What is the difference between a stock deal vs. an asset deal?

A stock deal is when an acquirer purchases all shares (ie equity ownership) of a firm to purchase the entire company. The acquiror assumes both the assets and liabilities of the company. This is by far the most common kind of deal.

In a stock deal, proceeds to the seller are taxed at the capital gains rate, which is lower than the ordinary income tax rate. Meanwhile, the buyer is not able to step up the value of the assets on their tax books to increase depreciation & amortization and reduce taxes. As a result, stock deals are more favorable for the seller in terms of taxes.

An asset deal is when the acquirer purchases the target’s assets. All asset deals are friendly. An asset deal does not assume the target’s liabilities which can be useful if the target has contingent liabilities such as lawsuits or has an unfavorable brand reputation.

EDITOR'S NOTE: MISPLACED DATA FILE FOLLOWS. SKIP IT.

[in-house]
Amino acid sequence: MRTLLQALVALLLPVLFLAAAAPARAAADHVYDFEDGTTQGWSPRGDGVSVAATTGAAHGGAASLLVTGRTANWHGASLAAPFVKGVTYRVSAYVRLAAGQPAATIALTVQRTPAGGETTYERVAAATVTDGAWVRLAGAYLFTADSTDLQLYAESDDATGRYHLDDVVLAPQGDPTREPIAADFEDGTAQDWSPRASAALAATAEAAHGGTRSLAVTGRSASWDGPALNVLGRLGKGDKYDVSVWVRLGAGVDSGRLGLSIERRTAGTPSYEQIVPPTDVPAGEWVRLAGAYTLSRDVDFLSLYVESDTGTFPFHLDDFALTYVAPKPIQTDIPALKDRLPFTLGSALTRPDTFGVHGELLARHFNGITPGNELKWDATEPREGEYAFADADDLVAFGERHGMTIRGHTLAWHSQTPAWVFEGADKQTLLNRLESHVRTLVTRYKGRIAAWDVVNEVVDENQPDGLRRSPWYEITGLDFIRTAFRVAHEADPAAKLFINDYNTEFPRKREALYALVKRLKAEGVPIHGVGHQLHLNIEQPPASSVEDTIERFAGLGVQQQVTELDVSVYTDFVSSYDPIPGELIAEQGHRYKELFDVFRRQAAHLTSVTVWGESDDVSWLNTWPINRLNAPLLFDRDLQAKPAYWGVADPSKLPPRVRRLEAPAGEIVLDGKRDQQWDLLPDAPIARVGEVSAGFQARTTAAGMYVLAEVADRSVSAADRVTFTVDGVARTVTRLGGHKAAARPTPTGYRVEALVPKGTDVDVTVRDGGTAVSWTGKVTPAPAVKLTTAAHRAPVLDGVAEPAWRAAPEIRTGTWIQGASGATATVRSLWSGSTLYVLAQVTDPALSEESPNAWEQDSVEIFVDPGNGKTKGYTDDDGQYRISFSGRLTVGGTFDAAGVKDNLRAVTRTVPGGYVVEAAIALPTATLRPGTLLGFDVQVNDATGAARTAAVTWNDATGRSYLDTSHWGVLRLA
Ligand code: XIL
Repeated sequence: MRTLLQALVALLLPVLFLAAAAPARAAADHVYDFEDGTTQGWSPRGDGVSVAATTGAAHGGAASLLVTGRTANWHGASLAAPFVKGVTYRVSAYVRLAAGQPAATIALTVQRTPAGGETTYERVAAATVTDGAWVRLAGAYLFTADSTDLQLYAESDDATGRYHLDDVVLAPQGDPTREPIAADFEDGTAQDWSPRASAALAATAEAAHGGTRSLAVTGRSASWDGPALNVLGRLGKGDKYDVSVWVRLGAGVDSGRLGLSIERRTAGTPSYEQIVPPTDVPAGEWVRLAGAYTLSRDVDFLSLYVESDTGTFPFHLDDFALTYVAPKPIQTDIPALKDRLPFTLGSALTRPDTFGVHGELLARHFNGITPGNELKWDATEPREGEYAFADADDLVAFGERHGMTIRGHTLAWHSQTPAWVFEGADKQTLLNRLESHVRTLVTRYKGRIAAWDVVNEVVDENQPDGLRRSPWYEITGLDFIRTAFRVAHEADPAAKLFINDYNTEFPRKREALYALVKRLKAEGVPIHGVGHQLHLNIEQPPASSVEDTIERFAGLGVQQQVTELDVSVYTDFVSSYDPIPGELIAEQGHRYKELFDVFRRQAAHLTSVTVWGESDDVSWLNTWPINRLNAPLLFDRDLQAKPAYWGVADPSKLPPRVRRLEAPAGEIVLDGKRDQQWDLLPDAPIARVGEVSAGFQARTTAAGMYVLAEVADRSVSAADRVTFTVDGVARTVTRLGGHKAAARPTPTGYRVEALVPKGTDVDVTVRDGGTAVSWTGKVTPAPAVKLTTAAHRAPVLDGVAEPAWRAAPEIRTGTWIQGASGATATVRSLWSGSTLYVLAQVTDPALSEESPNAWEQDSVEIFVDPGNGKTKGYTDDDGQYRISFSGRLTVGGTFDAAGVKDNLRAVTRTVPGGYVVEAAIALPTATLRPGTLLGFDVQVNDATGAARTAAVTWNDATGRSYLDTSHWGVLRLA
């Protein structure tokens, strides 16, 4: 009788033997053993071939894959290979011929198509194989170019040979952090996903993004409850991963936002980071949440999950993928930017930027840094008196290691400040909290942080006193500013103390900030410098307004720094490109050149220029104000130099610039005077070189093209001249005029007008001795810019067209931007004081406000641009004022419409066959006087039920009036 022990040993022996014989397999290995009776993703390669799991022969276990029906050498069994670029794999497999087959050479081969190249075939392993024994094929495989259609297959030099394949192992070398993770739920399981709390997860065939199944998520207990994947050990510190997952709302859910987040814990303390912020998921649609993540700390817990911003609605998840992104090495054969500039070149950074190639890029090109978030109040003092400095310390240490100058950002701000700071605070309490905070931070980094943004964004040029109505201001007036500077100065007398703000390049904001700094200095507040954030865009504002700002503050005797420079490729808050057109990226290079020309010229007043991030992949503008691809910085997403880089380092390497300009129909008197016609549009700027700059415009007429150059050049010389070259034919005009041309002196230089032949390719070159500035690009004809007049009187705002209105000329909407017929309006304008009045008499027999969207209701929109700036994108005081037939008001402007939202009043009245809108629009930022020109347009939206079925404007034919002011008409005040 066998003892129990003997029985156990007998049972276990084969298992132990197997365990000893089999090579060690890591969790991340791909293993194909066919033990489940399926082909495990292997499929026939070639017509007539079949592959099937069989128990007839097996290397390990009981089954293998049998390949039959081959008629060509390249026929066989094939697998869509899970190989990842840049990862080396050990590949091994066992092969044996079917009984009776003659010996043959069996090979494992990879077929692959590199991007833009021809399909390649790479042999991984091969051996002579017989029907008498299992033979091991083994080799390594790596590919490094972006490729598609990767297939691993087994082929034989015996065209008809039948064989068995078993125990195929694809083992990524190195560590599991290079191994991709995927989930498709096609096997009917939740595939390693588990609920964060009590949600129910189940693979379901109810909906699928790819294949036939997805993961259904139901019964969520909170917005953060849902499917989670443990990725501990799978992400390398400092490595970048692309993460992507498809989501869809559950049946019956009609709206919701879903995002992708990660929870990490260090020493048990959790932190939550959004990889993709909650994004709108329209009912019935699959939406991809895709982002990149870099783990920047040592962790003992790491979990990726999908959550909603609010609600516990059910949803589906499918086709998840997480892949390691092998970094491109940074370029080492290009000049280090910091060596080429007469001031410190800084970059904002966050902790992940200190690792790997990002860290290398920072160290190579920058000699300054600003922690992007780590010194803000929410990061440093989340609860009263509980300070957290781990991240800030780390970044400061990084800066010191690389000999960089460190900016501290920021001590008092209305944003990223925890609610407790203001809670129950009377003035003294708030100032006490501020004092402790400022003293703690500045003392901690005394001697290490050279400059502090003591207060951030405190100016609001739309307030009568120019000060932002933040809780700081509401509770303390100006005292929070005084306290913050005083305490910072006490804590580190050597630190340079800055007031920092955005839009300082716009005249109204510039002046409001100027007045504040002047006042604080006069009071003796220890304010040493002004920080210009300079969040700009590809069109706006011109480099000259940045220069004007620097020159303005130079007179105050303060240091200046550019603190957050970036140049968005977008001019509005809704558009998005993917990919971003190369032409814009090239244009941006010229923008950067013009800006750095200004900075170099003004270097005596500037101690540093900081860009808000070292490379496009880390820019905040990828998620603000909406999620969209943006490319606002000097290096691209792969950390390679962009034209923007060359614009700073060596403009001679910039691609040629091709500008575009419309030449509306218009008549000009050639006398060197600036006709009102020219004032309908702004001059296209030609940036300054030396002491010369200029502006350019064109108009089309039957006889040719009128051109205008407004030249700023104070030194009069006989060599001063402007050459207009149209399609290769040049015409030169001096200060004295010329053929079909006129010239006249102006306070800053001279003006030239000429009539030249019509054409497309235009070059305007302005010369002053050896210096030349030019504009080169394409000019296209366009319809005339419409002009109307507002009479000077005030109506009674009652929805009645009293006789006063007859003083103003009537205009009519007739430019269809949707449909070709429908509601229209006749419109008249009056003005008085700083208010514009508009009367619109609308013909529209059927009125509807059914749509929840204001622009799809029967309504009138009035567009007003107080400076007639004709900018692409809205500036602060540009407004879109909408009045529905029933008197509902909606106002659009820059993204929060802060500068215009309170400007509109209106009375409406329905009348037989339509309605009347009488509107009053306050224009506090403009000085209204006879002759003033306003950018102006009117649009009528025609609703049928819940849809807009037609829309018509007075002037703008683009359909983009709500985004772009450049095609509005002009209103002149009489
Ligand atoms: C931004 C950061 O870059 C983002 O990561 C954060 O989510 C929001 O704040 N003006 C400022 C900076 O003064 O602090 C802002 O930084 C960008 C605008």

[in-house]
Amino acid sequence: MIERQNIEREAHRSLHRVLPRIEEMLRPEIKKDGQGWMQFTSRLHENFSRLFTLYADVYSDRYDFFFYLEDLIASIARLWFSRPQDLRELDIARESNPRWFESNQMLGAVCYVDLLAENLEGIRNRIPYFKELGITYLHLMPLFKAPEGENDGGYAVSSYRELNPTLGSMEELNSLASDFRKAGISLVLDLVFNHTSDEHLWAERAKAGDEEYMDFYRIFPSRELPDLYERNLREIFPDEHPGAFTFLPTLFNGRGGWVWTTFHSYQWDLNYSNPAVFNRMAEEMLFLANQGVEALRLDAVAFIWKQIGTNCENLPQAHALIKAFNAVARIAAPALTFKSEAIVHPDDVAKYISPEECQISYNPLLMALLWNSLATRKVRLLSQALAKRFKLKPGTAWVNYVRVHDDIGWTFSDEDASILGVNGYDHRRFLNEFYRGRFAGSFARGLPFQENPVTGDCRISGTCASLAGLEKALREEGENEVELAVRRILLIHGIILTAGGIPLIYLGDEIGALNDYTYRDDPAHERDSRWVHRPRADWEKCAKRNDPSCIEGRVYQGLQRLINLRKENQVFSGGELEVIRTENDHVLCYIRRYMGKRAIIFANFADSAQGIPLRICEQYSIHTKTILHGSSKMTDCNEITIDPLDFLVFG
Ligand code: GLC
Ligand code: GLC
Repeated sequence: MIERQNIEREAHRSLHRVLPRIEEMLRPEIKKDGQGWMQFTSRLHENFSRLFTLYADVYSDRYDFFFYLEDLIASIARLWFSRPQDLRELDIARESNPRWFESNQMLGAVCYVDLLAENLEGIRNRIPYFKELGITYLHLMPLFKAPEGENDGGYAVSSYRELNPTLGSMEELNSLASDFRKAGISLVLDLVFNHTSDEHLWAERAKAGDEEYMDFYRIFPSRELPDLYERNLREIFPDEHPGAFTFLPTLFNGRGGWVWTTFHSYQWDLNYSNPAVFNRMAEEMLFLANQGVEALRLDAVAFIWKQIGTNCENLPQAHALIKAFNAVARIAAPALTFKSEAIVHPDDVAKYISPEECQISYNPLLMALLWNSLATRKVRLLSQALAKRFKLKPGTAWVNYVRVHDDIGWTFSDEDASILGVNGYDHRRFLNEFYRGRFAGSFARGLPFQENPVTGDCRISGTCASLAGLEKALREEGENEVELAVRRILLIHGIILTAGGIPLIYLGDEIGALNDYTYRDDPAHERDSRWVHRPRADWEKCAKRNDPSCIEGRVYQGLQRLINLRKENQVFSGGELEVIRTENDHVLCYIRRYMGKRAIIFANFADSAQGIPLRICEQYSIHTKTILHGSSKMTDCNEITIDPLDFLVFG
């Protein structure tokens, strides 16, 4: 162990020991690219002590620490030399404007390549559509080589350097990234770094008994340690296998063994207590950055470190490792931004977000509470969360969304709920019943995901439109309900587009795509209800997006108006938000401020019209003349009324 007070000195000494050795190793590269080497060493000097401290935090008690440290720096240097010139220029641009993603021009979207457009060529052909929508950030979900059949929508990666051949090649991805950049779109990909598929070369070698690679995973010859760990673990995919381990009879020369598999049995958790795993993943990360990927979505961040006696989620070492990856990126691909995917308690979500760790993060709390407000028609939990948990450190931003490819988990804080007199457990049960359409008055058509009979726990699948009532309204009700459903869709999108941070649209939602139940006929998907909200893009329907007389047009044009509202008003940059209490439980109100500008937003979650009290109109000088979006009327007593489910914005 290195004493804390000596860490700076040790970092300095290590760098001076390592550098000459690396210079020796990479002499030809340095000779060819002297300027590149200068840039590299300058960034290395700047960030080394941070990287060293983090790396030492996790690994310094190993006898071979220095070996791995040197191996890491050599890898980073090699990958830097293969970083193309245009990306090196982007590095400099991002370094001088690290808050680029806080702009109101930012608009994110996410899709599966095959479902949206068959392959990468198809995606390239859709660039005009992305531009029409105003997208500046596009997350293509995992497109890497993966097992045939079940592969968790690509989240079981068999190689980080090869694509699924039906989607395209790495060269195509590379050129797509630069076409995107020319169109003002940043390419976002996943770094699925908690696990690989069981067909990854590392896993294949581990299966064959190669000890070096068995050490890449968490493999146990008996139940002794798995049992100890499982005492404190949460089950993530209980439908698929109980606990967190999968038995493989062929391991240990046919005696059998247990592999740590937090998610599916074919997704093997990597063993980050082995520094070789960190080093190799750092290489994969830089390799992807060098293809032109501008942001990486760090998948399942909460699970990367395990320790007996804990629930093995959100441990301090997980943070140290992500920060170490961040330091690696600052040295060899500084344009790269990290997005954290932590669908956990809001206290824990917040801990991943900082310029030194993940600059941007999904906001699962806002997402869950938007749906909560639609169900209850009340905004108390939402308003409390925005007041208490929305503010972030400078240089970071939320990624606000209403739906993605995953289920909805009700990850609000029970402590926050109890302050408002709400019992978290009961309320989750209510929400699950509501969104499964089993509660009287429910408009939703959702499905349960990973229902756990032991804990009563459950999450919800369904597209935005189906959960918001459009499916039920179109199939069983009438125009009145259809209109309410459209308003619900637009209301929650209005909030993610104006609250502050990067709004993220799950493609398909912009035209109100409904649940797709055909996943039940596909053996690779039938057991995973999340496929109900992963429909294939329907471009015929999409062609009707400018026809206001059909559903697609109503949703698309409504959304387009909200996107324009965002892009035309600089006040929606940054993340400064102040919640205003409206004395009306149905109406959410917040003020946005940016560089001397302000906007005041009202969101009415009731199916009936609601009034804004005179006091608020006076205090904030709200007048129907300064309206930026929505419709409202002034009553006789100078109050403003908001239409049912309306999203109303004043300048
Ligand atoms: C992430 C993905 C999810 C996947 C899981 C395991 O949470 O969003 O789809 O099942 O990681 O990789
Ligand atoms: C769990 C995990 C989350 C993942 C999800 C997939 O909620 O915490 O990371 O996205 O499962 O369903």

In an asset deal, proceeds to the seller from hard assets such as PP&E can be subject to higher ordinary income tax rates rather than capital gains tax rates. However, intangible assets are subject to the lower capital gains tax rates. Meanwhile, the buyer is able to step up the value of the assets to fair market value on their tax books, which allows the buyer to realize a higher depreciation and amortization expense resulting in lower taxes.